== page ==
Top positive review
21 people found this helpful
Well worth tracking down... the best 'easy' collection ever
on 2 April 2009
By the mid Nineties a generation of thirty somethings were ready to explore their parents' record collections. But not the 'hip' stuff; no, we're talking the easy listening music that was so far 'out' it had started to be 'in'. And so the whole 'loungecore' concept came into being. Whether savoured 'ironically' as kitsch or a retro guilty pleasure, this once mundane muzak now seemed oddly exotic, a relic of a lost world of formica, tupperware and a life lived in man-made fibres.
So rummaging through mum and dad's grammophone player what do we find here? Well, there's the 'easy' legends of Aretha, Dionne, Nancy, Sandie and Mr Burt Bacharach, of course; and we have the more cultish pleasures of Esquivel, Sérgio Mendes and the ever dependable John Barry. This collection, spanning over 50 tracks from the Sixties and Seventies, covers cult film scores (Get Carter, Midnight Cowboy, The Thomas Crown Affair, Butch Cassidy & the Sundance Kid) and ancient British 'light entertainment' and kids TV themes (Black Beauty, Animal Magic, Superstars, Crossroads, This Is Your Life), as well as a touch of exotica (Martin Denny), the odd polo-necked crooner and a sprinkling of pop standards.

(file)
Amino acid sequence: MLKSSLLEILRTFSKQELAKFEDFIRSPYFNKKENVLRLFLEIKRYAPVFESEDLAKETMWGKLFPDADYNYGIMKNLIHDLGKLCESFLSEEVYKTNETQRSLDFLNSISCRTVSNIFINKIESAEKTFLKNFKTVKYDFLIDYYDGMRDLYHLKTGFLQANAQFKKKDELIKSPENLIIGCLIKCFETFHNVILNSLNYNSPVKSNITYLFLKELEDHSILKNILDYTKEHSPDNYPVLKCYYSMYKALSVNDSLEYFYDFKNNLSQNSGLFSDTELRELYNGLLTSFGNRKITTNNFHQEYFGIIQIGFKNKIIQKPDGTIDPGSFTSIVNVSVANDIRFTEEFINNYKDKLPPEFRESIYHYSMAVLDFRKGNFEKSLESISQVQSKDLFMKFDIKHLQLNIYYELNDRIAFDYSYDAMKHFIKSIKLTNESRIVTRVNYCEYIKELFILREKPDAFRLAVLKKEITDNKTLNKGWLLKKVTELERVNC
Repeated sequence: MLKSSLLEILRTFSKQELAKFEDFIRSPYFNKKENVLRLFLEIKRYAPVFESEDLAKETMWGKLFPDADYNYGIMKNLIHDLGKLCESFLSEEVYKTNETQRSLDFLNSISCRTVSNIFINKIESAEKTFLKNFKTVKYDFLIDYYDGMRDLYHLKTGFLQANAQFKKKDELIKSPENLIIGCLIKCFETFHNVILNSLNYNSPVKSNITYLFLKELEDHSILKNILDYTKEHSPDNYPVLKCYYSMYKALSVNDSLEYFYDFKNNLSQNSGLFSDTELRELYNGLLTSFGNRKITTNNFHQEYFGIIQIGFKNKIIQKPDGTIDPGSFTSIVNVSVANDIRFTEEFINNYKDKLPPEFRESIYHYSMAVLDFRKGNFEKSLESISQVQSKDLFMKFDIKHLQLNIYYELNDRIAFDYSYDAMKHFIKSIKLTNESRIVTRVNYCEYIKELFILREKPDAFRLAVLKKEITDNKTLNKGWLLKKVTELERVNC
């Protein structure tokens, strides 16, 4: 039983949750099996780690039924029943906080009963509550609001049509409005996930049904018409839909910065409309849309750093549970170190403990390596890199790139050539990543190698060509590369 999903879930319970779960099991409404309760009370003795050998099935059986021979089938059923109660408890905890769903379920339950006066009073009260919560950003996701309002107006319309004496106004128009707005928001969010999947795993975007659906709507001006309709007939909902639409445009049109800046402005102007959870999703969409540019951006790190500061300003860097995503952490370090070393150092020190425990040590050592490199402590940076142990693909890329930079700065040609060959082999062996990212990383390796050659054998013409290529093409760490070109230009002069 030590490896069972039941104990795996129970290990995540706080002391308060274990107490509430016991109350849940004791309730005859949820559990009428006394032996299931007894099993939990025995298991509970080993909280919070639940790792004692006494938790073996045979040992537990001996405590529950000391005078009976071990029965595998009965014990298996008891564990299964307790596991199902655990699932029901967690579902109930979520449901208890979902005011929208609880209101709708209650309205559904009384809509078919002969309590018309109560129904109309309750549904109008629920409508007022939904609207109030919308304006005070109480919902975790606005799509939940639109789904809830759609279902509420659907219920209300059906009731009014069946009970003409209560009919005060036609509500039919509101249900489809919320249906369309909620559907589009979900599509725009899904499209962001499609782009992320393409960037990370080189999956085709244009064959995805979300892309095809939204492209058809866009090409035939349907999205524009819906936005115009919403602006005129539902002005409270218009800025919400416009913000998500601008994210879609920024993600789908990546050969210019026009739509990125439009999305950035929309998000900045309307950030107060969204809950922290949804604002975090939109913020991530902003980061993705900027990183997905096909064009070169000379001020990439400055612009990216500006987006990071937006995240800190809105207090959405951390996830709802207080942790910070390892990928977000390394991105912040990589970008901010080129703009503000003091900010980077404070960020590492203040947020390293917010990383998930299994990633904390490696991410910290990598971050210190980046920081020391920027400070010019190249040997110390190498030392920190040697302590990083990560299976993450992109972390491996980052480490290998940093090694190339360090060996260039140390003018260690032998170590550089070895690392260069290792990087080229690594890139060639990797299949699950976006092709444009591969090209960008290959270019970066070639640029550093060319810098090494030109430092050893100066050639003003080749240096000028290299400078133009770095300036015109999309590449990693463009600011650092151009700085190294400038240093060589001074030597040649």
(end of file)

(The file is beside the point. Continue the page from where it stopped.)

And guess what? Listening to this music is gloriously liberating. You're freed from the restraints of current spurious notions of 'cool' and hackneyed macho rock posturing. Unshackled from the modern tyrrany of guitar and drums, the sonic palette here embraces real orchestras, featuring for your listening pleasure the exotic strains of marimbas, swirling strings, trumpet and saxophone.
This is the soundtrack to a simpler, gentler era when music combos were headed by gentlemen called Ray, Ron, Geoff, Bert, Hugh, Harry and Percy. Then the listener aspired to the Riviera, not 'da hood', in a time before baseball caps and sneakers had swept away the crushed velvet trouser suit and crimplene flare. Yes, it's all very Austin Powers at home in his bachelor pad; that's part of the appeal. So unbutton that safari suit, loosen your cravat and pour yourself a Martini. This is "groovy, baby!"